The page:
Even though the beginning of the month heralded in the first day of spring in the southern hemisphere, the last week has felt far more like summer (except for a very uncharacteristic cold snap yesterday which caught a lot of us off guard), with temperatures climbing into the 40s!. The migratory birds have started to make their return back to the region with numerous sightings of Wahlberg’s Eagles, Red Breasted Swallows, Wood Sandpipers and a few others and as spring progresses we are still awaiting the return of the rest of them.
The Birmingham males continue to roam the eastern parts of the reserve and have been seen in the company of the Ntsevu females on a number of occasions. One of the males was seen yesterday mating with the Tsalala lioness and we are all quite intrigued to see if this lone surviving female of the Tsalala pride will fall pregnant as a result.
There has been no shortage of leopard sightings in the reserve this past week but my favourite sighting by far was a morning with the Nkoveni female and her cub. This previously nervous cub is now completely relaxed in the presence of our game viewers and the two of them together provide for some wonderful viewing.
The Kaxane male has also been seen a number of times this last week in the open areas of the south-western parts of the reserve. This male is 13 years old now and won’t likely be a threat to any of the other males in the region because of his old age. Having heard stories of this male from a number of different people all over the Sabi Sand Reserve I just felt fortunate to see him for the first time.
Enjoy this Week in Pictures…
A female White Rhino notices us watching her as she moved over a very rocky ridge in the northern parts of the reserve. Usually favouring the flat open grassland areas it was a beautiful sight to see this crash of rhino’s awkwardly making their way up this rocky outcrop whilst grazing.
The rocky outcrops on the reserve are home to a few of these Klipspringers and I always marvel at how effortlessly they jump from rock to rock without stumbling. They walk on the tips of their hooves which have long, narrow soles and blunt rounded tips which is perfectly suited for scrambling over rocks in their niche habitat.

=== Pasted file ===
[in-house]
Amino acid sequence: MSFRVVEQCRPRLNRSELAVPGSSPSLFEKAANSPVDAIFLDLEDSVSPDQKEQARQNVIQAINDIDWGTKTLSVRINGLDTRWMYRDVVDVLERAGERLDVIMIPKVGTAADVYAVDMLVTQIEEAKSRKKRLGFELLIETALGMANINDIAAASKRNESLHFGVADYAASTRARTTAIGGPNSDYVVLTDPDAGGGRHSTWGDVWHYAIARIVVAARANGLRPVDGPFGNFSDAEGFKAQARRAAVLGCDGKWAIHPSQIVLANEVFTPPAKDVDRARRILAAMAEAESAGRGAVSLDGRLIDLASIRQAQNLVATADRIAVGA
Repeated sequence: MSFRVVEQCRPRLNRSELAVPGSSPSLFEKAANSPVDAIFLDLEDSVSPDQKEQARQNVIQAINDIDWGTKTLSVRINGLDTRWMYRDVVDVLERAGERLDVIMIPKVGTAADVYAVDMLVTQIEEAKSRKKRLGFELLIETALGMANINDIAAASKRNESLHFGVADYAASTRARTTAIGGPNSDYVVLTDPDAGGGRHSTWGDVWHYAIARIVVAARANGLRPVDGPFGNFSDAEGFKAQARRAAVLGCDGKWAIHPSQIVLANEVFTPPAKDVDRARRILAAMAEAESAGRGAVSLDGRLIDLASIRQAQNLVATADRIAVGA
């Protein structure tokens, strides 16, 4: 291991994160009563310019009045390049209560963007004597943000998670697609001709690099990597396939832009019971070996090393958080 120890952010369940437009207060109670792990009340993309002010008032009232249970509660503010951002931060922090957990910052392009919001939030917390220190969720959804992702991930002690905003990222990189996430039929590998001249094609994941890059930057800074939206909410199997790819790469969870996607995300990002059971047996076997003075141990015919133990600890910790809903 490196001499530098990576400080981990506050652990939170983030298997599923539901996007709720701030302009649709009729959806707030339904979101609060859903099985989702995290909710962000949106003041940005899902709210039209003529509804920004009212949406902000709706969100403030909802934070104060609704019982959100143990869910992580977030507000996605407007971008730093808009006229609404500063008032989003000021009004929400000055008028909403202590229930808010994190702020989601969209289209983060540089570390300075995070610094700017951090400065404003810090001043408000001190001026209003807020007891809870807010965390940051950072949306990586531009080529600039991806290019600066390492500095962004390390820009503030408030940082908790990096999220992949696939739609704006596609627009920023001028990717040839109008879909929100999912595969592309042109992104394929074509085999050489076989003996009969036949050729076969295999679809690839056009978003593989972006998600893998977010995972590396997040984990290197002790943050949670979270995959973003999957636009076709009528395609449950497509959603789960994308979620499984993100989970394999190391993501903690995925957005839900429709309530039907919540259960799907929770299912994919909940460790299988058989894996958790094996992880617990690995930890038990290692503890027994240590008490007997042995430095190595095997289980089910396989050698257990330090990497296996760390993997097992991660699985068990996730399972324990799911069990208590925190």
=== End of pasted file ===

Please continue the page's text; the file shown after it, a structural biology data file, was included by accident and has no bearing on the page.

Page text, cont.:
The Nkoveni female and her cub stroll across an open clearing near the airstrip. With her territory being right around the lodges we have been spoilt with some great sightings of them this past week.
With waterholes and the river drying up rather quickly as we still await the first rains sightings of hippos out the water during the day are quite frequent. We saw this bull quite far from any water one morning and assumed he had been kicked out of one of the other busy waterholes by another dominant bull because of some fresh battle scars that he was sporting.
A male bushbuck very gingerly made his way across the mud of Taylor’s Dam to reach this pool of water to drink.
This was the first time that I had seen the Kaxane male, a male leopard that is well known across the Sabi Sand Reserve. One can’t help but wonder if he will see out his years in the open areas of the south western parts of Londolozi, where he has been found over the last few days. One thing for sure is he still looks rather regal in his old age.
With 7 cubs in the hyena den it is a great place to sit and watch the playful antics of these youngsters. This one is still under 3 months of age as the characteristic spots are yet to show through its brown coat.
One of my favourite sightings of the week was finding two of the Birmingham Male lions lying in the sand in the middle of the Sand River.
The Nkoveni female and her cub spent the better part of an hour playing and grooming each other on top of a termite mound in the middle of this Tamboti thicket.
The surrounding grassland around the airstrip made this picture possible and luckily we were in the right place at the right time as this giraffe decided to walk perfectly across the skyline.
An Ntsevu female, roaring out to try and contact the other lionesses in her pride, is pursued by a Birmingham male.
Two yellow-billed Storks soared straight over us as they set off to find another waterhole to fish at. With the waterholes drying up on the reserve it has made them a fantastic hunting ground for a number of different storks who benefit from the abundant number of fish and frogs confined to a smaller area.
Case in point from the caption on the above image, not one but two yellow-billed storks catch fish at the same time, while a whole lot more try their luck in the background.
An Ntsevu female, reflected in a shallow pan, quenches her thirst early one morning.